The Southern Agrarians comprise primarily the twelve southern writers who authored the book I’ll Take My Stand (1930), a kind of manifesto against modernism. The authors were John Crowe Ransom, Andrew Lytle, Henry B. Kline, Stark Young, Lyle H. Lanier, Frank L. Owsley, Allen Tate, Donald Davidson, John Gould Fletcher, Herman C. Nixon, Robert Penn Warren, and John Donald Wade. Many of the contributors had earlier formed a literary group and magazine called the Fugitive. The image of the agrarian as their ideal developed later, as they became increasingly aware that the South had certain features worth preserving and that central to the good things of life they wanted to defend was social stability and closeness to the soil. Not unmindful of the flaws of Southern ways, they wanted to defend a set of characteristics that were in preponderance in the South and that perhaps could have flourished more fully, even eventually choking out more of the blemishes, had certain events not occurred. These events were not just the Civil War and the “Reconstruction” that followed. They included the rising preoccupation with material well-being based on industrialism and applied modern science.
The Southern Agrarians stressed that human nature is as frail as it is constant. The forces of rapid change and heightened consumption oppress a soul that requires stability, closeness to inscrutable creation, and a sense of the holy and mysterious in life. They complained that modern ways of living, aided and abetted by science, never let man rest, since such ways were at peace with neither society nor creation. In industrial modernity, the human soul is brutalized and exploited to an extent equaled only by the suffering of creation in general. Industrialism, in fact, wages continuous warfare on creation, ceaselessly endeavoring to exploit and manipulate her in the name of material progress. This total commitment to a Cartesian matter-in-motion elbows out the satisfaction of higher needs. Opposed to this abyss of infinite change, the Agrarians sought a way of life that could be lived with grace and piety and with enough leisure to allow tradition, custom, and manners to flourish.
While agreeing broadly on a certain vision of life, the Agrarians had no detailed agenda for social change, nor was it their goal to have one. On the specific paths of action to be taken, individual Agrarians differed somewhat in emphasis and degree. John Crowe Ransom felt political action should be taken in concert with other geographic regions of the country that also showed signs of discontent with modern life. He thought that the South could compromise and accept some industrialism, albeit with very bad grace. Donald Davidson, speaking of the effect of modern industry on the arts, believed that since the effect of industrialization was to dehumanize, it was diametrically opposed to the arts. Its “Satanic” nature required uncompromising rejection. Art must be defended by the civic-minded artist seeking to correct the errors of public policy and current trends. Allen Tate revealed a Burkean dislike for abstract reason and metaphysical “principle” in favor of inchoate images of the good life mingled with concrete facts welded together by a deep desire to be loyal to a rather unsatisfactory Southern history. For Tate, modernity had led to an insupportable separation of the religious mind from the secular or practical mind in which the latter devours the former.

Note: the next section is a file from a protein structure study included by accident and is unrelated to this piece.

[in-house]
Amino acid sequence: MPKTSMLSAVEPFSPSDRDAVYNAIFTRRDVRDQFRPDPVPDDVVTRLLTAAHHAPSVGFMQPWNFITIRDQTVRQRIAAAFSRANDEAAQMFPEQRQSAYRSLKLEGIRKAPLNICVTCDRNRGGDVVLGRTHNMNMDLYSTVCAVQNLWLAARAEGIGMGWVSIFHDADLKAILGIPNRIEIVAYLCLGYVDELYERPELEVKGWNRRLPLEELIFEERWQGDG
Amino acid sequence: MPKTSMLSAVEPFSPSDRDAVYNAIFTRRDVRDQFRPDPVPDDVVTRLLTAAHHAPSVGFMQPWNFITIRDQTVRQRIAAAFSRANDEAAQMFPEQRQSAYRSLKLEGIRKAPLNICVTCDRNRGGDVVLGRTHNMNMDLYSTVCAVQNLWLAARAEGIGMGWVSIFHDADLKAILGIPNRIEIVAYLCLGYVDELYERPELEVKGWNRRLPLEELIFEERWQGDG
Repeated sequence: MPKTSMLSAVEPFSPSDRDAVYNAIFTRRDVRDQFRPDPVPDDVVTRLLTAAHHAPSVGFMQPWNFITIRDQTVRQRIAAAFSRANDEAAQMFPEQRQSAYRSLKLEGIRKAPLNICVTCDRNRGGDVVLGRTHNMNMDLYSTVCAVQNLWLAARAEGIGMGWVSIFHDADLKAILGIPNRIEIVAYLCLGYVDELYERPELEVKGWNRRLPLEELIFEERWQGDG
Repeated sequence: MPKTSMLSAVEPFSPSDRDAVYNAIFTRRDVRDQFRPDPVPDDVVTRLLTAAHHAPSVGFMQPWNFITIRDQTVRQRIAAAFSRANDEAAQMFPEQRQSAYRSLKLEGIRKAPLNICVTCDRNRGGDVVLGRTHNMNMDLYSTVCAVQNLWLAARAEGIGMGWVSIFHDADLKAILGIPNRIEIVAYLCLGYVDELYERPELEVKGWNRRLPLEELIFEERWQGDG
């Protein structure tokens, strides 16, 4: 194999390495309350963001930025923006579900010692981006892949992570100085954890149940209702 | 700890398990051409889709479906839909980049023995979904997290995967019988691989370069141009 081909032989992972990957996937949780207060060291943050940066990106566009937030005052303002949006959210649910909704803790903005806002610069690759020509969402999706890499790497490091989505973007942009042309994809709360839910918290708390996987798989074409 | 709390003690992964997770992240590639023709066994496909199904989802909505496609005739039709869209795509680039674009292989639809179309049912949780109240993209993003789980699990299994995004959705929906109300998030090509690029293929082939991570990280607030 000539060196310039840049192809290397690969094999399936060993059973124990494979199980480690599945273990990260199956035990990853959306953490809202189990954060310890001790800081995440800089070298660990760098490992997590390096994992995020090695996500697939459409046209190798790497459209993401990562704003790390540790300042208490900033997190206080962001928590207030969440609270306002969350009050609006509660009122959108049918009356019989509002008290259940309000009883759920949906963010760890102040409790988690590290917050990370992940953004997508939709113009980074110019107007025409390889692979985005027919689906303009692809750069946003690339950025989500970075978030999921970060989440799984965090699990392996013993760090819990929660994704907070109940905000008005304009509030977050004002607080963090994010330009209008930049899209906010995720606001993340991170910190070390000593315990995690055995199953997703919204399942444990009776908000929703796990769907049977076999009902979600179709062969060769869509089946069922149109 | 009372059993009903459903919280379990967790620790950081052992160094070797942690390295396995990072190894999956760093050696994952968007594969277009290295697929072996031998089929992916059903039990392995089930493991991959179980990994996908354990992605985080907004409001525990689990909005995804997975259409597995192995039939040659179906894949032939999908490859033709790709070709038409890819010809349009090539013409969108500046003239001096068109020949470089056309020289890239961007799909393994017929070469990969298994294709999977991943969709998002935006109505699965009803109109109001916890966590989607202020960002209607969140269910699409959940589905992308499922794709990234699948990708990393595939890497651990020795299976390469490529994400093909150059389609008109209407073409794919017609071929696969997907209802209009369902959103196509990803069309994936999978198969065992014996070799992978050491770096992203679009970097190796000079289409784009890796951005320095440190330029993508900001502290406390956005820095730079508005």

Today, even if the name “Southern Agrarians” is not often explicitly mentioned, their influence is evident. A second generation of Agrarians arose and found a most eloquent spokesman in University of Chicago professor Richard M. Weaver, who refined and extended their arguments. (Other latter-day Agrarians with particular importance for cultural conservatives include M. E. Bradford and Wendell Berry.) Weaver’s work influenced conservative thought considerably after World War II. The Agrarians’ critique of industrialism, science, and the exploitation of nature not only survived in Weaver but antedated the popular rise of environmentalism and may have influenced it. A Southern Agrarian like the late Andrew Lytle can be quoted by a staunch environmentalist such as Jeremy Rifkin. The Agrarian philosophy, however, was not socialist, globalist, feminist, or neopagan. It was thoroughly steeped in and defensive of the best of the culture, tradition, and history of the Christianized West. It took seriously the linguistic connection between “culture” and “agriculture,” holding that a humane civilization requires rootedness and permanence in the land and that it must be sustained, nurtured, and protected from thoughtless change. Such a relation, the Agrarians argued, is necessary to satisfy man’s spiritual needs and to protect the higher values of life.
- Agar, Herbert, and Allen Tate, eds. Who Owns America? A New Declaration of Independence. 2nd ed. Wilmington, Del.: ISI Books, 1999.
- Berry, Wendell. The Unsettling of America: Culture and Agriculture. San Francisco: Sierra Club Books, 1977.
- ———. The Art of the Commonplace: The Agrarian Essays of Wendell Berry. Edited by Norman Wirzba. Counterpoint: Washington, D.C., 2002.
- Bradford, M. E. Remembering Who We Are: Observations of a Southern Conservative. Athens, Ga.: University of Georgia Press, 1985.
- Lytle, Andrew Nelson. From Eden to Babylon: The Social and Political Essays of Andrew Nelson Lytle. Washington, D.C.: Regnery Gateway, 1990.
- Malvasi, Mark G. The Unregenerate South: The Agrarian Thought of John Crowe Ransom, Allen Tate, and Donald Davidson. Baton Rouge, La.: Louisiana State University Press, 1997.
- Weaver, Richard M. The Southern Essays of Richard M. Weaver. Edited by George M. Curtis III and James J. Thompson Jr. Indianapolis, Ind.: Liberty Press, 1987.